Strike Genius motorcycle GPS
This Strike Genius GPS is designed to be used by motorcyclists and scooter riders - it can stand up to all weather conditions
- Useful audio navigation via FM radio, good anti-glare screen and tough weatherproof design, can be used while wearing gloves
- Slow interface and occasional lag when navigating, recessed display makes it hard to hit icons in screen corners while wearing gloves
The Strike Genius motorcycle GPS offers some useful features that bikers will love. It's solidly outclassed by its competitors for in-car use, but anyone on two wheels will be impressed by its rugged, weatherproof body and simple interface. It's not as fast as we would have liked, but apart from the odd GPS drop-out it does a good job of navigating difficult routes.
Price$ 499.00 (AUD)
The Strike Genius is a GPS navigation device aimed at motorcycle and scooter riders. It offers some nifty features that make it a great all-weather riding companion.
Strike Genius motorcycle GPS: design and mounting
The Strike Genius is designed for all-weather use — its 3.5in touchscreen has an anti-reflective coating as well as a built-in hood. The Genius is waterproof, and its hard plastic finish should be able to stand up to some serious punishment. Its SD card slot and USB port are hidden behind a side-mounted door with a solid latch, which should prevent any unwanted water trickling in.
The Strike Genius GPS comes with mounts for both motorcycle and car installation. The motorcycle option attaches the GPS device's cradle to a mounting bracket that fits onto a free section of any motorcycle's handlebars, while for car use the cradle can be attached to a suction cup (which worked perfectly in our testing). The cradle itself has an integrated connector which can be hooked up to the supplied DC power adapter for constant power supply — this DC adapter comes with bare wires to be connected to a motorcycle's electrical system or battery.
Attaching the cradle and mount to a motorcycle took a few minutes of unscrewing and re-securing components, so the GPS is not able to be quickly switched between bikes. Once it was secure, we found that the mount of the Strike Genius motorcycle GPS absorbed vibrations well and the device wasn't shaking unnecessarily. A wide range of movement means the mount can be adjusted vertically and horizontally when needed.
Strike Genius motorcycle GPS: interface and ergonomics
The Strike Genius motorcycle GPS's touchscreen interface responds perfectly to gloved hands. This is invaluable when riding, as anyone who's ever had to pull over mid-journey and hastily pull off a glove to check directions on an iPhone will know. The recessed screen did occasionally make it difficult to hit icons in the extreme corners of the Strike Genius's display while wearing gloves — this may not be a problem if you've got small hands or snug-fitting gloves.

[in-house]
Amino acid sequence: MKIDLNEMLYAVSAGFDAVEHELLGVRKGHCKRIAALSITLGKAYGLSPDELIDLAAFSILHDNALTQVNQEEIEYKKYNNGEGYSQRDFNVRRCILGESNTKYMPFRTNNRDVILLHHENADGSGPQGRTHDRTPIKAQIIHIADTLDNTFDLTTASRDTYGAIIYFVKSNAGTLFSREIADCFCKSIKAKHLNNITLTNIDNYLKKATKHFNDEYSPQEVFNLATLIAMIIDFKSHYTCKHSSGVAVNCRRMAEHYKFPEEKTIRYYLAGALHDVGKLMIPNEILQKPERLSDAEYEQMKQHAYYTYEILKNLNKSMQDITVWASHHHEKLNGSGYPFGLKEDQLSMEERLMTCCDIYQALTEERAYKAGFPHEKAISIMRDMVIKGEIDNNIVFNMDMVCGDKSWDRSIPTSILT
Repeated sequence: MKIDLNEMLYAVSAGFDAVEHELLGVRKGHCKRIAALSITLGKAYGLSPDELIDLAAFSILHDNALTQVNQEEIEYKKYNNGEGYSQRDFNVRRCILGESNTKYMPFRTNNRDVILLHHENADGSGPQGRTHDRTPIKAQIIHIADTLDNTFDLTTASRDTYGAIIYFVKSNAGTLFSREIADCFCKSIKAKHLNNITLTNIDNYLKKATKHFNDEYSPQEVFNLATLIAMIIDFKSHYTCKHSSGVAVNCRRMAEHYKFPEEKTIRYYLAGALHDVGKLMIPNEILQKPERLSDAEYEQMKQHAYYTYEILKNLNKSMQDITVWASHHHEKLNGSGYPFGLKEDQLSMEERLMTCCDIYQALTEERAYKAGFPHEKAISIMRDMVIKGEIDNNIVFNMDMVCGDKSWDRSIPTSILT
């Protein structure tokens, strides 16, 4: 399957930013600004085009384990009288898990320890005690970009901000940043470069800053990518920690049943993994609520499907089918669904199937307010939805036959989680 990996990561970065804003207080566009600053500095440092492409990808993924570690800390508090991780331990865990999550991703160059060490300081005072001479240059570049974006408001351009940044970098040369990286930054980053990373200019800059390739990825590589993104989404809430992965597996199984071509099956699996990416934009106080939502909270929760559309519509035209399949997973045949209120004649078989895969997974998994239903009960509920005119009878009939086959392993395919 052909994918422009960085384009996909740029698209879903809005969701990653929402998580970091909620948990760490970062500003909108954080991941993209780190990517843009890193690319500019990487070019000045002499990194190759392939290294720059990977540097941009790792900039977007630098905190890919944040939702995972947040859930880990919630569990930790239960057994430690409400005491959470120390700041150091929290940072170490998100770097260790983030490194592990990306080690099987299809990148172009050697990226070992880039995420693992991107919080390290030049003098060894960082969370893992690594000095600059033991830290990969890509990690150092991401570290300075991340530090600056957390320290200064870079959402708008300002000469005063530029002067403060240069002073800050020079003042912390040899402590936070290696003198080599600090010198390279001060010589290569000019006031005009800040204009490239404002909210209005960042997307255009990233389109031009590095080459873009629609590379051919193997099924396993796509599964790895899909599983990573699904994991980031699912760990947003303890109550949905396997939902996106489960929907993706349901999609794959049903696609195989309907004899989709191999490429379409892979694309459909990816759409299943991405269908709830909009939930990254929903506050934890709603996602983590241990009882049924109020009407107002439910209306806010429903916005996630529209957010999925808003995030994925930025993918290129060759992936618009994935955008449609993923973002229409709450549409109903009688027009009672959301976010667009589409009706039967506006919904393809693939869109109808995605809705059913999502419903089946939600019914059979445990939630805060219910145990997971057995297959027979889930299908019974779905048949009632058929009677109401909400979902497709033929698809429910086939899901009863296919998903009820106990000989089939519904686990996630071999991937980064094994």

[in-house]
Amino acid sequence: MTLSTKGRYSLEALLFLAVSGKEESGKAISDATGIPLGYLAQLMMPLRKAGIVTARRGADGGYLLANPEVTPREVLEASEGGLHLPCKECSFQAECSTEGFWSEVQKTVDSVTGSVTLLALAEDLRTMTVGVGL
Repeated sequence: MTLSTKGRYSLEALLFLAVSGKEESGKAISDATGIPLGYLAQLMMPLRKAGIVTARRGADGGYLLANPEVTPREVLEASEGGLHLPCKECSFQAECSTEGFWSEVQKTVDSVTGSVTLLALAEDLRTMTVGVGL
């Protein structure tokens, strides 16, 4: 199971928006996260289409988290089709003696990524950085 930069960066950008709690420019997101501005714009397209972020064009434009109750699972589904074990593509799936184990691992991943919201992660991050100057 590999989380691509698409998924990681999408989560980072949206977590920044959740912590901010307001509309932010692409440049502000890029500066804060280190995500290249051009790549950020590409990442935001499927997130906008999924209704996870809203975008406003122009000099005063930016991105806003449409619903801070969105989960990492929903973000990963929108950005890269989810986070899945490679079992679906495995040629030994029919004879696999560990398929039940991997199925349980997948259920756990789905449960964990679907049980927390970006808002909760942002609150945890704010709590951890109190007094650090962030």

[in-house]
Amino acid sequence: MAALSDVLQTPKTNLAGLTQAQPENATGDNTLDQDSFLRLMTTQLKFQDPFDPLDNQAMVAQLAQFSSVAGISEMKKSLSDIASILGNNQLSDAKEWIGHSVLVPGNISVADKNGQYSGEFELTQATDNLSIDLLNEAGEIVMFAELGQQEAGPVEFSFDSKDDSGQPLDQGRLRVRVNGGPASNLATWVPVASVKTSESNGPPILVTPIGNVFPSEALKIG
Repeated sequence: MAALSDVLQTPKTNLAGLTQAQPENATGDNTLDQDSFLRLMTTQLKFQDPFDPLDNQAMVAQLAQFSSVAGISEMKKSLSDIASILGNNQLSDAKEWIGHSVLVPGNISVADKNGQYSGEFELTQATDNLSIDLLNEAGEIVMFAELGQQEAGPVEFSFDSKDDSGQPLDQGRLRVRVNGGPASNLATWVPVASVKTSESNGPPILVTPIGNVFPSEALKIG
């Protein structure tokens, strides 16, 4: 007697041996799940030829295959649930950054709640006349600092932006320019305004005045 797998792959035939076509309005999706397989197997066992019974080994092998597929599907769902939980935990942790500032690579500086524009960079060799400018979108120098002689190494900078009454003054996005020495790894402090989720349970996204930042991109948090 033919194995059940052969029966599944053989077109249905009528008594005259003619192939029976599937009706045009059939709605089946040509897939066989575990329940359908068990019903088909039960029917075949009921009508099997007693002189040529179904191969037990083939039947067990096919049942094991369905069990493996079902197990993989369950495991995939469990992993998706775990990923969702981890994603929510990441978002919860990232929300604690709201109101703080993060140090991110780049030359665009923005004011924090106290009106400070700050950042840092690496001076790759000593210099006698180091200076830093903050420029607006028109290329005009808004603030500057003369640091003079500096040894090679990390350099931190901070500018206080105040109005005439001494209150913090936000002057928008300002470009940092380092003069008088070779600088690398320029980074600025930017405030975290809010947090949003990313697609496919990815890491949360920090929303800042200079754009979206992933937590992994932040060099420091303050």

The interface of the Strike Genius motorcycle GPS is simple and looks slightly dated, but it gets the job done well. The GPS runs Windows Embedded software, and the GPS interface is pretty stock-standard stuff; you'll recognise it easily if you've used an in-car GPS before. It offers both 2D and 3D viewing and colours can be changed to suit your needs, with separate settings for day and night-time viewing.
We did find the interface occasionally slow to operate, with load times of over 90 seconds on start-up and occasional lag when browsing a map in 3D. If you're the kind of person that sets their intended destination and follows the directions provided, this won't be a problem for you. GPS lock times and route planning speeds weren't brilliant but were roughly on par with in-car GPS units we've tested.
As well as functioning as a GPS, the Strike Genius can also be loaded with music, e-books, pictures and movies in a variety of formats. While we wouldn't recommend watching movies while you're hurtling down the freeway at 110km/h, music is a nice inclusion. These features means the Strike Genius can be used away from the bike as a portable media player.
Strike Genius motorcycle GPS: audio navigation
One thing that makes the Strike Genius motorcycle GPS really useful is the inclusion of an FM audio receiver and miniature speaker. This can be attached to a rider's helmet with the speaker mounted inside — once turned on, the speaker will relay all audio from the GPS unit, providing easy access to turn-by-turn navigation instructions as well as music and other content stored on the Strike Genius.
We found the speaker functioned well and deliver audio clearly in all scenarios. A volume control on the receiver means you'll be able to hear it even at speeds where wind noise is an issue.